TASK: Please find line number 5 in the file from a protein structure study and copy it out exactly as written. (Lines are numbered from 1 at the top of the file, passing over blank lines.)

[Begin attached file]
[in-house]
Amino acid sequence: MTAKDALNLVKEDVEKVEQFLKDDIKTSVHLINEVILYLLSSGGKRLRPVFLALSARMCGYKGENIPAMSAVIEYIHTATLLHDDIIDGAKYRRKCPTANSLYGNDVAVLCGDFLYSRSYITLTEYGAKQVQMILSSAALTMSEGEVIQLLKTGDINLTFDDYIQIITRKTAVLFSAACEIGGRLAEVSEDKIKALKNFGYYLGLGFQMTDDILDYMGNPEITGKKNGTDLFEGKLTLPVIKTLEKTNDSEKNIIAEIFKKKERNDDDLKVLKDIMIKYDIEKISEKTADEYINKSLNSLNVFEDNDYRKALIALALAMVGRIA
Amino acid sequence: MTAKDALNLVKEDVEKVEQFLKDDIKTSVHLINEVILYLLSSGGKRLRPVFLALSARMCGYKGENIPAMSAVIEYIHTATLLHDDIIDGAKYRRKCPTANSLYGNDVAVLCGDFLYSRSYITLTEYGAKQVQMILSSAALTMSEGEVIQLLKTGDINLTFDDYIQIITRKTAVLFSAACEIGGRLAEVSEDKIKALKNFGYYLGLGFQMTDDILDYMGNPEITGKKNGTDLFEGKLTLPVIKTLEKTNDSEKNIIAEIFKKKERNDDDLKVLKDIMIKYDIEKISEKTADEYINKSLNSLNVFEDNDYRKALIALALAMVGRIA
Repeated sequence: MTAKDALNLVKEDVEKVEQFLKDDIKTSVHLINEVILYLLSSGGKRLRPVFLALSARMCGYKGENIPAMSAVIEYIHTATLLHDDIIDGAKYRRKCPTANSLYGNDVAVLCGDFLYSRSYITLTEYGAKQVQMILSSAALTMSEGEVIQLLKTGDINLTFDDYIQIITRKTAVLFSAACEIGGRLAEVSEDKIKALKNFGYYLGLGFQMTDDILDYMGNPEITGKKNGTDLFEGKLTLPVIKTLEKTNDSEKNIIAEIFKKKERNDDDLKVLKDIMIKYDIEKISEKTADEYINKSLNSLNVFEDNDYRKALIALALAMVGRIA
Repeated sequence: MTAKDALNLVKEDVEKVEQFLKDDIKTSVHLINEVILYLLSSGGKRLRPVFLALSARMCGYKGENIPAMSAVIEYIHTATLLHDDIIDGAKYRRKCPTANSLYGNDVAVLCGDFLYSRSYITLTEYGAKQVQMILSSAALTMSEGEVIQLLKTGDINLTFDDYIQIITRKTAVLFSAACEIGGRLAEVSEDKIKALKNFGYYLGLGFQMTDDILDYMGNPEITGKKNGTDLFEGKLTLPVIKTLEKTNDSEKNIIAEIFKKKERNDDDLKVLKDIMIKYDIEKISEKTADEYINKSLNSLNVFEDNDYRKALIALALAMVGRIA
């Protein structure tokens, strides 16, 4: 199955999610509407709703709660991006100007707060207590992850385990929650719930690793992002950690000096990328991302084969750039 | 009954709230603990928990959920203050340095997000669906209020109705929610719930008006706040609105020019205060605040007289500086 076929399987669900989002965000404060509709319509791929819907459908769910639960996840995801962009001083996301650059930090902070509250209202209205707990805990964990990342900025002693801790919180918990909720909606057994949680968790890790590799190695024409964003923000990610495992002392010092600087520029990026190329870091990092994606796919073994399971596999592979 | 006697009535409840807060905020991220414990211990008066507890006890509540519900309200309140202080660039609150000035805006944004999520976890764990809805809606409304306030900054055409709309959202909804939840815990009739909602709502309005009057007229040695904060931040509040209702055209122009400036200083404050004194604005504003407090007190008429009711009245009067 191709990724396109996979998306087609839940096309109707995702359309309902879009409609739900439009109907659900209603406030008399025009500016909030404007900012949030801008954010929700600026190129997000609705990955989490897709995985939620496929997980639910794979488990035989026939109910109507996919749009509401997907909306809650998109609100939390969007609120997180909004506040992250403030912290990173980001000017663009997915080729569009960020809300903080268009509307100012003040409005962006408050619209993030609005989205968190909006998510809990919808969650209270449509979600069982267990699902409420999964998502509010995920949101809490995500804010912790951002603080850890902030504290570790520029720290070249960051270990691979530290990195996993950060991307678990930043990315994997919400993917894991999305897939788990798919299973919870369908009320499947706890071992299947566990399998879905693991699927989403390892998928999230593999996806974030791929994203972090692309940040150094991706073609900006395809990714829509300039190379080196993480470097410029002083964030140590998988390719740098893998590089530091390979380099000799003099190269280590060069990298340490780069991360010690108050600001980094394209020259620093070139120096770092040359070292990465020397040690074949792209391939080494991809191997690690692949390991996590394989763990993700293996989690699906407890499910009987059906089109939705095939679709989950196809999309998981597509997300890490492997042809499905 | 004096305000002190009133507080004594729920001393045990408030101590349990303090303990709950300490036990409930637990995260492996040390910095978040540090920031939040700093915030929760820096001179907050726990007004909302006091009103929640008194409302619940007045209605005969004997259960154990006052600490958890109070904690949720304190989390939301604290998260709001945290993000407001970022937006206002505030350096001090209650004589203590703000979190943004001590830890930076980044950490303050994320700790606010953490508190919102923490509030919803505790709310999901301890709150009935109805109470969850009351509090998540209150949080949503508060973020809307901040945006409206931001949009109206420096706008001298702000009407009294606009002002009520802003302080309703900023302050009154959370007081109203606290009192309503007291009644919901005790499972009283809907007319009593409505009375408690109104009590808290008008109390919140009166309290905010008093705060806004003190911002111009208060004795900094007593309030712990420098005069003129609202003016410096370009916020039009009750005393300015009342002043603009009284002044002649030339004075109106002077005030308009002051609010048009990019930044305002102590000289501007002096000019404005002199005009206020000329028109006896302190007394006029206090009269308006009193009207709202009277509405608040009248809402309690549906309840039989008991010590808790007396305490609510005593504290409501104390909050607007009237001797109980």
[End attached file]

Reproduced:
Repeated sequence: MTAKDALNLVKEDVEKVEQFLKDDIKTSVHLINEVILYLLSSGGKRLRPVFLALSARMCGYKGENIPAMSAVIEYIHTATLLHDDIIDGAKYRRKCPTANSLYGNDVAVLCGDFLYSRSYITLTEYGAKQVQMILSSAALTMSEGEVIQLLKTGDINLTFDDYIQIITRKTAVLFSAACEIGGRLAEVSEDKIKALKNFGYYLGLGFQMTDDILDYMGNPEITGKKNGTDLFEGKLTLPVIKTLEKTNDSEKNIIAEIFKKKERNDDDLKVLKDIMIKYDIEKISEKTADEYINKSLNSLNVFEDNDYRKALIALALAMVGRIA